Pharaoh eagle-owl

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Pharaoh eagle-owl
At Kakegawa Kacho-en, Kakegawa, Shizuoka, Japan
CITES Appendix II (CITES)[1]
Scientific classification Edit this classification
Domain: Eukaryota
Kingdom: Animalia
Phylum: Chordata
Class: Aves
Order: Strigiformes
Family: Strigidae
Genus: Bubo
B. ascalaphus
Binomial name
Bubo ascalaphus
Savigny, 1809
Range of the Pharaoh eagle-owl

The Pharaoh eagle-owl (Bubo ascalaphus) is a species of owl in the family Strigidae. It is native to Algeria, Chad, Egypt, Eritrea, Iran, Iraq, Israel, Jordan, Kuwait, Libya, Mali, Mauritania, Morocco, Niger, Oman, Palestine, Qatar, Saudi Arabia, Senegal, Sudan, Tunisia and the United Arab Emirates.


The Pharaoh eagle-owl has a mottled plumage and large orange-yellow eyes. The head and upperparts are tawny and densely marked with black and creamy-white streaks and blotches, while the underparts are pale creamy-white, with black streaks on the upper breast and fine reddish-brown vermiculations on the lower breast and belly. The face has the disc-like form typical of most owls, defined by a dark rim, the robust bill is black and hooked, and the head is crowned with small ear tufts. With a body length of 46–50 cm (18–20 in), it is one of the smaller eagle-owl species. There are two recognised subspecies of the Pharaoh eagle-owl, the Pharaoh eagle-owl (B. a. ascalaphus) and the desert eagle-owl (B. a. desertorum), the latter being smaller and paler with sandier colouration.

Distribution and habitat[edit]

The Pharaoh eagle-owl is native to much of northern Africa and the Arabian peninsula. In Africa its range extends from Mauritania, Morocco, Algeria and Tunisia in the west, through Mali, Niger and Chad to Libya, Sudan and Egypt. It is also known from Saudi Arabia, United Arab Emirates, Qatar, Oman, Israel, Jordan and Iraq. It is a vagrant to Senegal.[1] Its habitat is mostly open arid country with rocky outcrops, plains, wadis and cliffs.[2]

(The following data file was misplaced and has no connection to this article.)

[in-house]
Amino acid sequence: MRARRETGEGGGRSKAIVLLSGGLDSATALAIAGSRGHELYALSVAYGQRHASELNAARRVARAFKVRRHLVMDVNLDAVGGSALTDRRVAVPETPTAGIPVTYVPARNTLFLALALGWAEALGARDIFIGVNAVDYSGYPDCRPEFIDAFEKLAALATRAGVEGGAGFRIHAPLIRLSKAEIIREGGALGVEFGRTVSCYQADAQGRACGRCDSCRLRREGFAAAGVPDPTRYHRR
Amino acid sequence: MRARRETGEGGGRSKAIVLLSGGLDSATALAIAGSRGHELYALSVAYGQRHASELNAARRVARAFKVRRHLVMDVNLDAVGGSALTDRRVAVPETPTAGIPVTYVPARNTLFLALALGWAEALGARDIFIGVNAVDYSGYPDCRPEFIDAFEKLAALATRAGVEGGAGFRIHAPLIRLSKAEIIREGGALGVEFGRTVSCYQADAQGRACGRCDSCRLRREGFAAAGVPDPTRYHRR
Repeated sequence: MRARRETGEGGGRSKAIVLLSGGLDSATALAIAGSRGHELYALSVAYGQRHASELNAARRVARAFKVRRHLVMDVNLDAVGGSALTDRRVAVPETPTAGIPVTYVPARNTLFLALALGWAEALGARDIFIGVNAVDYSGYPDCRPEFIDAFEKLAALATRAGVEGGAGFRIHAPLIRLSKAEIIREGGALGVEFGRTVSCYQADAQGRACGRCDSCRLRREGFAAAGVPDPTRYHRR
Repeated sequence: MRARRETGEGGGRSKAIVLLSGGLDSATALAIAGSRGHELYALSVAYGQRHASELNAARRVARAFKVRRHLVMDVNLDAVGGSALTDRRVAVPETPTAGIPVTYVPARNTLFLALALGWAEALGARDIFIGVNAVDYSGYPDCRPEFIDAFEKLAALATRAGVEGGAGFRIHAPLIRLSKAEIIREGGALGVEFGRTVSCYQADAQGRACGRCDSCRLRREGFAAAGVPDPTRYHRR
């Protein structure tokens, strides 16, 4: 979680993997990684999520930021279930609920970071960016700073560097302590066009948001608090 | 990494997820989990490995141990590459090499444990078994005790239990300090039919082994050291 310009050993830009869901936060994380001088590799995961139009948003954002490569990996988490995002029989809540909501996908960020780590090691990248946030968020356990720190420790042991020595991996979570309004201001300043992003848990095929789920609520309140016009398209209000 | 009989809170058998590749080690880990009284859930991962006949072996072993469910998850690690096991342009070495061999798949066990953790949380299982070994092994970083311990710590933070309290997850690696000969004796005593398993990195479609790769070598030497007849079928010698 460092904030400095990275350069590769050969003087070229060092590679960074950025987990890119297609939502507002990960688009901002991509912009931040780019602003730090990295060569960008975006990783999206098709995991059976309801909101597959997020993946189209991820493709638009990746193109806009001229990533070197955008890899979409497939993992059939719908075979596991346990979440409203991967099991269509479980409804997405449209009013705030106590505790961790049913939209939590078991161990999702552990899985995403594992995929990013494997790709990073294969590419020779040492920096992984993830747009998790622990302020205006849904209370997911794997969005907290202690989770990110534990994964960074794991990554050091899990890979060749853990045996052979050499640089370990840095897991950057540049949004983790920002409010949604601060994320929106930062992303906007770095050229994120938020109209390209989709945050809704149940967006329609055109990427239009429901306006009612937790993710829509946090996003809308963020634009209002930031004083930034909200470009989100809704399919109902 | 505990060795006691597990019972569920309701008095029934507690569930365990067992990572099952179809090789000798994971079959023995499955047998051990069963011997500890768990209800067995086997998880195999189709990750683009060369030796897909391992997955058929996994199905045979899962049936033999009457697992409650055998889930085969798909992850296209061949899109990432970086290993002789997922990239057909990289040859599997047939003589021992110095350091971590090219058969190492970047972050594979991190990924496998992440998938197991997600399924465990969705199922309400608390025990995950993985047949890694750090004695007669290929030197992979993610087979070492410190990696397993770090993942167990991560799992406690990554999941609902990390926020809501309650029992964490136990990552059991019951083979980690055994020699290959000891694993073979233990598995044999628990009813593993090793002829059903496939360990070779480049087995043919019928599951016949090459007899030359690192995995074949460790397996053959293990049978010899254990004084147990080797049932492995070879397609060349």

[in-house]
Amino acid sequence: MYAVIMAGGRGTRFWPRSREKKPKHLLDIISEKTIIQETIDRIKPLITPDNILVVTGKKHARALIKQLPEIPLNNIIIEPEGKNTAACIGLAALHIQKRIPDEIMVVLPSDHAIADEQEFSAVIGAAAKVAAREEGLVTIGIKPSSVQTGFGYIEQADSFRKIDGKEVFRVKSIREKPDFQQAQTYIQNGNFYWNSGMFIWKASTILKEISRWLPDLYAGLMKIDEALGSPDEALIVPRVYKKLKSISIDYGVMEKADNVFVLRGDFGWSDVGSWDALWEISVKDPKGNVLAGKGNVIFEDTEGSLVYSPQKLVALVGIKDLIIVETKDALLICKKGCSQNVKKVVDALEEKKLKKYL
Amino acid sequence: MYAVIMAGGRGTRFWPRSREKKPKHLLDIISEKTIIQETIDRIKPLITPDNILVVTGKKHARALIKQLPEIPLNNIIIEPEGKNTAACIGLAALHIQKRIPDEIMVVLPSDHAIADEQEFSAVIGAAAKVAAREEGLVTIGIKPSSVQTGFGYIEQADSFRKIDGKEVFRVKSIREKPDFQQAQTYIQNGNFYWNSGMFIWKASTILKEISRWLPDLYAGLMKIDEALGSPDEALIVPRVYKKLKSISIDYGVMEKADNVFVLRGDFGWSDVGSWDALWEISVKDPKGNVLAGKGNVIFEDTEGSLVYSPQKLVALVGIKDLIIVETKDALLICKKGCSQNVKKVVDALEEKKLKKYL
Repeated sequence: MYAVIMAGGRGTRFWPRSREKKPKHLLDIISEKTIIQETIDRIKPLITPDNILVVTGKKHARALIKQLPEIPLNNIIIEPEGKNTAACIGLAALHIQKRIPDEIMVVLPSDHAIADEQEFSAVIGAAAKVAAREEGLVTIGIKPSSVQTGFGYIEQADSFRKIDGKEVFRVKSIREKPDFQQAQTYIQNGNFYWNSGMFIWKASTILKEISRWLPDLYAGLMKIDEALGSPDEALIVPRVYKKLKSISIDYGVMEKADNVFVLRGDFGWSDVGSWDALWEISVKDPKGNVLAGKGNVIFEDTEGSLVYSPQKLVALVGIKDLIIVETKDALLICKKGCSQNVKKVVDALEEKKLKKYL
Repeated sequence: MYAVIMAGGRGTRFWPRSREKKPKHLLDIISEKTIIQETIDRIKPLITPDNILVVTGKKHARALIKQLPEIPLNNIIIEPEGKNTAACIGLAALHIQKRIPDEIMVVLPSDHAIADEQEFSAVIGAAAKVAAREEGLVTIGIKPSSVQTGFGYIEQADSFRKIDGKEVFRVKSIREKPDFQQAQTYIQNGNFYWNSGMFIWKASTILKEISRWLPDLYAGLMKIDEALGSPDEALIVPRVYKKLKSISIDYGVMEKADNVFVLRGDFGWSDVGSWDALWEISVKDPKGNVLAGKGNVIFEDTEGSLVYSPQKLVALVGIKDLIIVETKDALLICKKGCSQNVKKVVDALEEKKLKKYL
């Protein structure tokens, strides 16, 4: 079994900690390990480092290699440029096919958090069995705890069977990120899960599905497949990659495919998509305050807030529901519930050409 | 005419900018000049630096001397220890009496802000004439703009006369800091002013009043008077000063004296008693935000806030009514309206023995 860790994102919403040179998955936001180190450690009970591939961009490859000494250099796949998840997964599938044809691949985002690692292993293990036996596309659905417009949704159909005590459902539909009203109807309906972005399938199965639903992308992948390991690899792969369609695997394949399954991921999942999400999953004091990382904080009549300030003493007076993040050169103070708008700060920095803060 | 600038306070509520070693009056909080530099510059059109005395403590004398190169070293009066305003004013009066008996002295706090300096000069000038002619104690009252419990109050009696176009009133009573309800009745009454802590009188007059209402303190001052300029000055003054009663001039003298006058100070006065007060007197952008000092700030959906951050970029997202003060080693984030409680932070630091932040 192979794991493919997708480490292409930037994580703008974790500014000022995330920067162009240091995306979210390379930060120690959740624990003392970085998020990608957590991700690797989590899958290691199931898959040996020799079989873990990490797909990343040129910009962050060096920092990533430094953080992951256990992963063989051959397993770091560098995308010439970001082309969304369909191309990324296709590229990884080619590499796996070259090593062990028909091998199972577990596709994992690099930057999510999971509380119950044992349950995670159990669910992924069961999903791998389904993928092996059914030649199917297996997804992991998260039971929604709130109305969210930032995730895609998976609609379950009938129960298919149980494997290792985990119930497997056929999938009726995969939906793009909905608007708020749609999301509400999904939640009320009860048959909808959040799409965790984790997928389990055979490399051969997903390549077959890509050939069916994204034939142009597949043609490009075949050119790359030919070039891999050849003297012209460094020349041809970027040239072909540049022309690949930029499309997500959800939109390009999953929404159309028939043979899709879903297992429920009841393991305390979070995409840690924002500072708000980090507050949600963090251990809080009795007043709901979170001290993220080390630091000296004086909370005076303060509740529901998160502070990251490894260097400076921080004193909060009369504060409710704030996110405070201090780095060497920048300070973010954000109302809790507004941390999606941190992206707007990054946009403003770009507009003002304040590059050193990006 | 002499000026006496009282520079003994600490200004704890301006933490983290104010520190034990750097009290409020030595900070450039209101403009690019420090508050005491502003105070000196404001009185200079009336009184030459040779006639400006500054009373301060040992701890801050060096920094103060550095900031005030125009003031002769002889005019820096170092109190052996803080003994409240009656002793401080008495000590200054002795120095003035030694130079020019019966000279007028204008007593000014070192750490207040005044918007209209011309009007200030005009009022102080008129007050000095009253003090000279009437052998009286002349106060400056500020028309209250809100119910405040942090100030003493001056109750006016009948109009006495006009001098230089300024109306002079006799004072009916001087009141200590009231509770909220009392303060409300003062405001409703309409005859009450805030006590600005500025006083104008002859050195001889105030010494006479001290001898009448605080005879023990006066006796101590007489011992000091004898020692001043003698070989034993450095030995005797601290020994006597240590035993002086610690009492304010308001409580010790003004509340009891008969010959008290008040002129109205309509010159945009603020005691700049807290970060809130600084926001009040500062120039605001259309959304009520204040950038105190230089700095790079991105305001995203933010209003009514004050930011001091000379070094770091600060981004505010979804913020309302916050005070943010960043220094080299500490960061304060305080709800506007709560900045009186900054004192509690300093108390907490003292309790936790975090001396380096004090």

Behaviour and ecology[edit]

Egg of the Pharaoh eagle-owl

The Pharaoh eagle-owl is nocturnal and emerges at dusk to hunt over an area of about 5 km2 (1.9 sq mi). It will feed on any small creatures it can find including mammals, birds, snakes, lizards, beetles and scorpions. It perches on an eminence and watches and listens so as to detect moving prey before swooping down on its victim.[2]

This owl is monogamous and forms a lifelong relationship. Breeding takes place in late winter and the nest is a scrape in a crevice or among rocks. Two eggs are laid and incubated by the female for about 31 days. The chicks are fed by both parents and leave the nest at about 20 to 35 days old, but remain reliant on their parents for several more months.[2]


The Pharaoh eagle-owl has a very large range and is reported as being abundant in at least part of the range. It faces no particular threats, and is therefore listed as Least Concern on the IUCN Red List.[1]


  1. ^ a b c d BirdLife International (2019) [amended version of 2016 assessment]. "Bubo ascalaphus". IUCN Red List of Threatened Species. 2019: e.T22688938A155475822. doi:10.2305/IUCN.UK.2016-3.RLTS.T22688938A155475822.en. Retrieved 7 March 2022.
  2. ^ a b c "Pharaoh eagle-owl (Bubo ascalaphus)". ARKive. Archived from the original on 2013-10-22. Retrieved 2013-12-22.

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